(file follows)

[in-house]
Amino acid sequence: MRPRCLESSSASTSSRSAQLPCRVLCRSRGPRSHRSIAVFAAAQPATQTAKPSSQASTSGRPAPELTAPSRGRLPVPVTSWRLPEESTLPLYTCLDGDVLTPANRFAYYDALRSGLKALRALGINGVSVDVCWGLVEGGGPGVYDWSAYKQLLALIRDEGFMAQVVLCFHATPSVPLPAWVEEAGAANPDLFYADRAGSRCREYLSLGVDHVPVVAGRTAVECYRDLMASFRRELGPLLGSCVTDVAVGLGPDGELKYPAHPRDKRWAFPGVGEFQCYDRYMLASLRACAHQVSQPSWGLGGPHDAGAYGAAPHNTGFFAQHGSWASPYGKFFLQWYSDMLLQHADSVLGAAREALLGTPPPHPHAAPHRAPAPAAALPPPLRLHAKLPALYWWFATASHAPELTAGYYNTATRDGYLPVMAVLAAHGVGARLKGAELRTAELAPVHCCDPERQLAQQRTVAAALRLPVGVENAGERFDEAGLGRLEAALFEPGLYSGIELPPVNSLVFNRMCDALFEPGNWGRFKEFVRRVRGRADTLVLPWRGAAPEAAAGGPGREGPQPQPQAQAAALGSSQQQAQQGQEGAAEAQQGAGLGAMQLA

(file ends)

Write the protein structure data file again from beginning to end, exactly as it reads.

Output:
[in-house]
Amino acid sequence: MRPRCLESSSASTSSRSAQLPCRVLCRSRGPRSHRSIAVFAAAQPATQTAKPSSQASTSGRPAPELTAPSRGRLPVPVTSWRLPEESTLPLYTCLDGDVLTPANRFAYYDALRSGLKALRALGINGVSVDVCWGLVEGGGPGVYDWSAYKQLLALIRDEGFMAQVVLCFHATPSVPLPAWVEEAGAANPDLFYADRAGSRCREYLSLGVDHVPVVAGRTAVECYRDLMASFRRELGPLLGSCVTDVAVGLGPDGELKYPAHPRDKRWAFPGVGEFQCYDRYMLASLRACAHQVSQPSWGLGGPHDAGAYGAAPHNTGFFAQHGSWASPYGKFFLQWYSDMLLQHADSVLGAAREALLGTPPPHPHAAPHRAPAPAAALPPPLRLHAKLPALYWWFATASHAPELTAGYYNTATRDGYLPVMAVLAAHGVGARLKGAELRTAELAPVHCCDPERQLAQQRTVAAALRLPVGVENAGERFDEAGLGRLEAALFEPGLYSGIELPPVNSLVFNRMCDALFEPGNWGRFKEFVRRVRGRADTLVLPWRGAAPEAAAGGPGREGPQPQPQAQAAALGSSQQQAQQGQEGAAEAQQGAGLGAMQLA